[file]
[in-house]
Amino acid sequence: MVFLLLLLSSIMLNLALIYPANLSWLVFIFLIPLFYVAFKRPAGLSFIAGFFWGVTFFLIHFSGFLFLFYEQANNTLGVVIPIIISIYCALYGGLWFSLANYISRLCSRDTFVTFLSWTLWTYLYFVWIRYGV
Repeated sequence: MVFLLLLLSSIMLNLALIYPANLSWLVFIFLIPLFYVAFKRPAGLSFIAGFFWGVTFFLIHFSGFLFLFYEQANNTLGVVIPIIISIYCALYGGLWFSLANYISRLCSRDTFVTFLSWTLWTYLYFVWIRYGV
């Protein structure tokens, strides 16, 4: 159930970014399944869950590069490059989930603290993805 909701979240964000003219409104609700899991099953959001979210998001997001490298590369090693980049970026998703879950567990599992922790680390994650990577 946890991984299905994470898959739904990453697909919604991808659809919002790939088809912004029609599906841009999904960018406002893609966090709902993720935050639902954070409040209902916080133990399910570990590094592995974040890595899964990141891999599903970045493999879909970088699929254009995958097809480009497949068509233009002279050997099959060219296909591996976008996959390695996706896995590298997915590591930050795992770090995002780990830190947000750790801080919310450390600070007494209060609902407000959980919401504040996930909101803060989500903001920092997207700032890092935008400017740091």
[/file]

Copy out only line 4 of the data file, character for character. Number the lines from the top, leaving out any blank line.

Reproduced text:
């Protein structure tokens, strides 16, 4: 159930970014399944869950590069490059989930603290993805 909701979240964000003219409104609700899991099953959001979210998001997001490298590369090693980049970026998703879950567990599992922790680390994650990577 946890991984299905994470898959739904990453697909919604991808659809919002790939088809912004029609599906841009999904960018406002893609966090709902993720935050639902954070409040209902916080133990399910570990590094592995974040890595899964990141891999599903970045493999879909970088699929254009995958097809480009497949068509233009002279050997099959060219296909591996976008996959390695996706896995590298997915590591930050795992770090995002780990830190947000750790801080919310450390600070007494209060609902407000959980919401504040996930909101803060989500903001920092997207700032890092935008400017740091």